The Hottentot Room by Christopher Hope (Farrar, Straus & Giroux: $16.95; 218 pages)
A Land Apart: A Contemporary South African Reader edited by Andre Brink and J. M. Coetzee (Viking: $18.95; 256 pages)
"I feel that this is a country of which all the citizens are foreigners," my youngest brother wrote recently from Cape Town. Caleb Looper, the protagonist of "The Hottentot Room," would agree. South Africa, he muses, is "increasingly Balkanised into pseudo-states, principalities, Bantustans, casinostans, reserves, resettlement camps, tribal fiefdoms, Coloured ghettos, Indian townships, Chinese suburbs, white fortresses, and black locations. The old order, dominant for so long, held together by a single-minded ferocity, was collapsing. . . . There was no single country any longer. The unity that existed now was a unity of hatred felt by the majority for the present incumbents. When they went, what would be left, Looper wondered--except our hatred for each other?"
In a London they mostly detest, surrounded by caricatured Britons obsessed with penny-pinching economies and the weather, a band of exiled South Africans--black, white, "Indian," and "Coloured"--congregate at a drinking club called "The Hottentot Room," founded and presided over by Frau Katie, a Jewish Berliner who still imagines herself hunted by the Gestapo (a.k.a. "the disease" or "the old story") but queens it even on her deathbed over her adopted South African clan.
As for the "Hottentots," they spend much of their time methodically boozing, reminiscing of the "home," dreaming of Nuremberg-style trials for the Botha regime (but tending to speak Afrikaans when non-South Africans are present), and indulging in tortuous sexual relations. Frau Katie is all that holds them together: "Without the dying lady upstairs they had nothing left but each other, and they did not much like each other."
Hope has built this ambitious parable on a subtext that emerges as one ponders his tale: For example, Frau Katie's antecedents are clearly not random (it was at the celebrated Berlin Conference of 1884-85 that the European powers settled the division of Africa among themselves). Characters tend to have excessively contrived names (Frau Katie's late husband was a General von Sturz--i.e., Von Downfall or Von Overthrow) and personalities, but on the whole the "Hottentots" are as convincing a gallery of South African expatriate stereotypes as I have encountered since I left Berkeley. Caleb Looper, in particular, comes to life. Notwithstanding its satirical overtones, his story is a moving one. Hope is a novelist to watch.
I have one serious complaint against "The Hottentot Room"; there is much ado in it about the Hottentot (or better Khoikhoi) leader Xhore, or Coree, who was the first of his race to visit Europe (he was kidnaped by English sailors in 1613). But Hope anachronistically represents Xhore as a tool of Gov. Simon van der Stel and a bearer of the rottang , or cane, that was the badge of office issued by the Dutch East India Company to its Hottentot vassals. ("Coree's cane" is supposed to hang above the bar in "The Hottentot Room" and is bequeathed to Looper by Frau Katie.) In American terms, this is rather like making Sitting Bull out to have been an agent of the Bureau of Indian Affairs under the Truman Administration.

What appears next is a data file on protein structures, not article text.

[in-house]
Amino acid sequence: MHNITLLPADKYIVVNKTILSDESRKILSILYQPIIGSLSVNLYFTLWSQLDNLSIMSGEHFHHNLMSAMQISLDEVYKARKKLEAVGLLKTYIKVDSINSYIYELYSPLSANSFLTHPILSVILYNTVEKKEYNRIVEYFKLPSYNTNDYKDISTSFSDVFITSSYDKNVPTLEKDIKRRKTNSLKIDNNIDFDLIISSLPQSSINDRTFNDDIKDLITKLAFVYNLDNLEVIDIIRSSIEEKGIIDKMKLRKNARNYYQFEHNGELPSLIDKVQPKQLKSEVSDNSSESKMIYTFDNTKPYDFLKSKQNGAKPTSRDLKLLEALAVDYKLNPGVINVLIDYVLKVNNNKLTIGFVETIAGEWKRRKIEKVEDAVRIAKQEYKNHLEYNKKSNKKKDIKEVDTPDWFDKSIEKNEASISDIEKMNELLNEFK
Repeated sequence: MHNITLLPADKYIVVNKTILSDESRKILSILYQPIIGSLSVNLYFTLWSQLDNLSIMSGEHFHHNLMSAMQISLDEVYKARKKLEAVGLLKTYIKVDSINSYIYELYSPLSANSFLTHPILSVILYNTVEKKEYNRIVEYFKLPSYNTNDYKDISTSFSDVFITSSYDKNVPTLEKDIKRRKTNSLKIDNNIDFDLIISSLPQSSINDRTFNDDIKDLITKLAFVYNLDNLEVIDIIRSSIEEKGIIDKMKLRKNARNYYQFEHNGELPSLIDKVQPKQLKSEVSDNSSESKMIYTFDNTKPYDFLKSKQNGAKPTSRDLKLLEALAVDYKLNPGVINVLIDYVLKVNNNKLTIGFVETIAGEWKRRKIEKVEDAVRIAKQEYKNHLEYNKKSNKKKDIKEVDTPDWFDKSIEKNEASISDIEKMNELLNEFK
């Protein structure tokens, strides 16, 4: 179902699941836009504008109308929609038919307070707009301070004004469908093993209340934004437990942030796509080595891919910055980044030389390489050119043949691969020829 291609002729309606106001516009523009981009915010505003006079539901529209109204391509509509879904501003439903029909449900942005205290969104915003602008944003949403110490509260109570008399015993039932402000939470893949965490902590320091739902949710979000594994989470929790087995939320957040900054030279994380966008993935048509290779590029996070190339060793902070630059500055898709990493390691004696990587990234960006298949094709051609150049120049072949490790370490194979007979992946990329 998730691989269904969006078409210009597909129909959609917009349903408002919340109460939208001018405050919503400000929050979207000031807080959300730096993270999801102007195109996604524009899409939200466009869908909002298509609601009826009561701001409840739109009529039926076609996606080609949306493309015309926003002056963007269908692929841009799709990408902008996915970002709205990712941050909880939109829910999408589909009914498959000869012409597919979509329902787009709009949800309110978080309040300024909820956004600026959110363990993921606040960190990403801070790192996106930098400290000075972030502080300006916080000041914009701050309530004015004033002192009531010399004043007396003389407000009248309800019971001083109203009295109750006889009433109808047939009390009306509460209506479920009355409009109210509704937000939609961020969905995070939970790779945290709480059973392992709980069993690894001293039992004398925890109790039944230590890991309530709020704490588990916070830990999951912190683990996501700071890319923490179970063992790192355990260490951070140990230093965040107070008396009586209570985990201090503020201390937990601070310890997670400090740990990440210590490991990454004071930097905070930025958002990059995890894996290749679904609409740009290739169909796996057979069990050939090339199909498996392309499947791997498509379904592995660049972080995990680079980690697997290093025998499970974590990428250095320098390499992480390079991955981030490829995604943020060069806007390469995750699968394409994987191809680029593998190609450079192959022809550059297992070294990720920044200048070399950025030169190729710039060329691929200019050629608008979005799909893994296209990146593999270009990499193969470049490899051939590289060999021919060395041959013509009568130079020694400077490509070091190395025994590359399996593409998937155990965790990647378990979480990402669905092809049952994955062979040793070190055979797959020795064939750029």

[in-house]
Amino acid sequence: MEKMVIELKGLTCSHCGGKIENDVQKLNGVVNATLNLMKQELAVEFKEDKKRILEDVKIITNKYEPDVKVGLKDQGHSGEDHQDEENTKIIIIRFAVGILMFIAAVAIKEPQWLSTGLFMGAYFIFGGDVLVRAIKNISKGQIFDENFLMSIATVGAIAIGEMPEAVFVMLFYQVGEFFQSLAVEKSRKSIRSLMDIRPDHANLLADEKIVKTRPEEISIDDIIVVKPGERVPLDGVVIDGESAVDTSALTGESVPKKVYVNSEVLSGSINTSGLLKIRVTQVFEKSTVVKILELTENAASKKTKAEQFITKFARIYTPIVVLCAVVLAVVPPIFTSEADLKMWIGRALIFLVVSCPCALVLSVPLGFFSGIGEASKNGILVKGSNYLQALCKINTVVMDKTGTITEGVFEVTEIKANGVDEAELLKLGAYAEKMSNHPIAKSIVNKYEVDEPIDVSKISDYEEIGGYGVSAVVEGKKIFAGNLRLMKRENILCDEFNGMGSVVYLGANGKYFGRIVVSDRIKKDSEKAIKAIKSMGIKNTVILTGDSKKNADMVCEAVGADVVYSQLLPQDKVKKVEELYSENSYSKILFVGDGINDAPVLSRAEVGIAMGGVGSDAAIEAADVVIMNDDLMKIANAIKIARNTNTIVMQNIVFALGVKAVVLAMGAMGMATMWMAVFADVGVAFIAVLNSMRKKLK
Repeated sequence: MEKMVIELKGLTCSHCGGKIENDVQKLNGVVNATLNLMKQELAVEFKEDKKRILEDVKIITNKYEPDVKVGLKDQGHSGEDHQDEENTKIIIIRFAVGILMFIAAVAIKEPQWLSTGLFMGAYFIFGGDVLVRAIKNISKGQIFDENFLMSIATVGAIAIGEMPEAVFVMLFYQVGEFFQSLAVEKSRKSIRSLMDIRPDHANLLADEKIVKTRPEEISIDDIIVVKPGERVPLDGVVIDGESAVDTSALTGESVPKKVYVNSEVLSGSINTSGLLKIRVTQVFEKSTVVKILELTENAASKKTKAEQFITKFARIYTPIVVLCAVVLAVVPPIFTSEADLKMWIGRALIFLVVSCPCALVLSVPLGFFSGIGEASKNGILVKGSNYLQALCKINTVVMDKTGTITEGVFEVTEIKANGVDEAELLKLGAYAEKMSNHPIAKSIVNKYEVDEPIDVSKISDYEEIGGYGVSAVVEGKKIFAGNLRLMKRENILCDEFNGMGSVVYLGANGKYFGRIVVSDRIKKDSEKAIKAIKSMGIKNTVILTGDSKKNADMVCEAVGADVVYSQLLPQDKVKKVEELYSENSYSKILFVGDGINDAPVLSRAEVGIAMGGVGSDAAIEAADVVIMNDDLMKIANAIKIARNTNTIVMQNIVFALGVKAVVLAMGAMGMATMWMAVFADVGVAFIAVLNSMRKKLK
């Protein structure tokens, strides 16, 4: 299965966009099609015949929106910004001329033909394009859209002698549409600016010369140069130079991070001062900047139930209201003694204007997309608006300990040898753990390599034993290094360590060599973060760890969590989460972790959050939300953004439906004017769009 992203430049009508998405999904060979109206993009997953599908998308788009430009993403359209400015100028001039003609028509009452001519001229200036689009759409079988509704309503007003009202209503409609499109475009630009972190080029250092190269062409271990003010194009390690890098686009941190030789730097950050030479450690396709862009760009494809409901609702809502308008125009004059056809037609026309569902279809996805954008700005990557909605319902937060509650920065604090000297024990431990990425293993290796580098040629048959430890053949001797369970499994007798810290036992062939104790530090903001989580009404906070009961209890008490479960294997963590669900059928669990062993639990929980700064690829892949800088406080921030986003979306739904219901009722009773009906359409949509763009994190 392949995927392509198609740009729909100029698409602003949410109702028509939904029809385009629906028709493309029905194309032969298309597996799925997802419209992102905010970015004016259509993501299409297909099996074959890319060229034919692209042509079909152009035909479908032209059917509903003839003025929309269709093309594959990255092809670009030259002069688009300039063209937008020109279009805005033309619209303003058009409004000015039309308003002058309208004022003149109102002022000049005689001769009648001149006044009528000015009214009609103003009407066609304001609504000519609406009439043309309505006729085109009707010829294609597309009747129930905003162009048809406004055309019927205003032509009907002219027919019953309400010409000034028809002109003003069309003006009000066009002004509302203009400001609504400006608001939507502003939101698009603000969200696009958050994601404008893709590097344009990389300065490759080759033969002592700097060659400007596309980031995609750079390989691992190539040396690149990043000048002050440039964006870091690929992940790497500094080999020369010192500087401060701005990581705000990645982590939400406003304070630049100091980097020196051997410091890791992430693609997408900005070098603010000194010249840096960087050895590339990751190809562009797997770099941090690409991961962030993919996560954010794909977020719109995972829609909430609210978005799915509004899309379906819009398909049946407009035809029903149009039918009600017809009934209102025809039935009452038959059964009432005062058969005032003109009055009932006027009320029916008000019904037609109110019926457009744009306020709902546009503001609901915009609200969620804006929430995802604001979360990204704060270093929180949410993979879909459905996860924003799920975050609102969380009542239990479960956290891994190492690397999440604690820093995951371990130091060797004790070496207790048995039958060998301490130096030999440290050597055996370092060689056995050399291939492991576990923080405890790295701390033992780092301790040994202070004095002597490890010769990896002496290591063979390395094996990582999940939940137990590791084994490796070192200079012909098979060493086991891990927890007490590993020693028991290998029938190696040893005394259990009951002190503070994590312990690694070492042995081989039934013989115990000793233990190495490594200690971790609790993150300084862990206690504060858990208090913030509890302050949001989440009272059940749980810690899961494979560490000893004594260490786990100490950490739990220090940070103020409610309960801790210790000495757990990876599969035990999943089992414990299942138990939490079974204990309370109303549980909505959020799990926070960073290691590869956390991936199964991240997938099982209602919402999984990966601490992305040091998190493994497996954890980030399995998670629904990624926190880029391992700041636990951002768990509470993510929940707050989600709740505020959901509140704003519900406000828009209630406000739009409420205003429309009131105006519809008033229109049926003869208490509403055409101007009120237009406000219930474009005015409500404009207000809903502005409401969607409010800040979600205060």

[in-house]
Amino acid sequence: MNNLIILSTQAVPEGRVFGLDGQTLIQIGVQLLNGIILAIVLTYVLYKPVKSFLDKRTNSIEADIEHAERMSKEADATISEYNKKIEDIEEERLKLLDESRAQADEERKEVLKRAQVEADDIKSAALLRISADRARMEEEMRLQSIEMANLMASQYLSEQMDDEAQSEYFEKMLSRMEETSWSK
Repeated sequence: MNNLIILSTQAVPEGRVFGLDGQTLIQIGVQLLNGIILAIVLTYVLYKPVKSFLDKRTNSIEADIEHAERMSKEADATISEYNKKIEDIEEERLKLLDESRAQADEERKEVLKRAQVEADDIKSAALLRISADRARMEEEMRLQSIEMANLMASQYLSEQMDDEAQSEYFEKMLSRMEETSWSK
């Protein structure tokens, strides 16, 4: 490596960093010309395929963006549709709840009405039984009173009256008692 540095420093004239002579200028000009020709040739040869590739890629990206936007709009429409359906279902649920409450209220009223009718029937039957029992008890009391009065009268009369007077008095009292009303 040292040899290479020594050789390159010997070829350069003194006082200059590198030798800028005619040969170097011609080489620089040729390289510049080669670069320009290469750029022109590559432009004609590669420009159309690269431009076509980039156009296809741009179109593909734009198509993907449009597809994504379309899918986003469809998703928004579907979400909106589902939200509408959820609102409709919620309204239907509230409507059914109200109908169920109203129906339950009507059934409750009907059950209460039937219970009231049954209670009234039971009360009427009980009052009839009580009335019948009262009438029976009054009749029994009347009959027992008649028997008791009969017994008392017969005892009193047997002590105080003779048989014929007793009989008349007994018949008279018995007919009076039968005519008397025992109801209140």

"A Land Apart" is divided into English and Afrikaans sections, the former assembled chiefly by J. M. ("Waiting for the Barbarians") Coetzee, the latter by Andre Brink. Too much in Part 1 is, alas, painfully self-conscious. Notable exceptions are Modikwe Dikobe's "Episodes in the Rural Areas," Motshile wa Nthodi's story "Nokulunga's Wedding," and the autobiographical fragments by Maria Tholo (her "Diary" was compiled from tape-recorded interviews: its record of life in the Cape Town "location" of Guguletu in the 1970s, where Tupperware parties punctuate the rioting, rings all too true) and Joel Natlou. One can only speculate as to why Goetzee saw fit to include Jeremy Cronin's Stalinist fable "Walking on Air."
Afrikaans' writers have always been freer of provincialism than their English-speaking co-occupants, and there are powerful and original stories among the translations in Part 2, among them Elsa Joubert's "Back Yard," Etienne van Heerden's "My Cuban," and P. J. Haasbroek's "Departure." Along with these, unfortunately, Brink prints "experimental" silliness like Fransi Phillips' "Clown Stories" (avant-garde Afrikaner belles tend to have a thing for clowns--an oddity I had forgotten).
Christopher Hope is represented in "A Land Apart" by a poem: "The Flight of the White South Africans" To him I leave the last (is it overwrought or ironical?) word:
We go to the wall
But Mowgli, Biggles and Alice are not there:
Nongquase,* heaven unhoods its bloodshot eye
Above a displaced people; our demise
Is near, and we'll be gutted where we fall.
*A Xhosa prophetess who foretold in the 1850s that the whites would be driven into the sea if the Xhosa first sacrificed their cattle and burnt their crops: they unwisely did so, precipitating a famine in which the Cape colonists came to their assistance--perhaps the earliest known instance of food aid to Africa.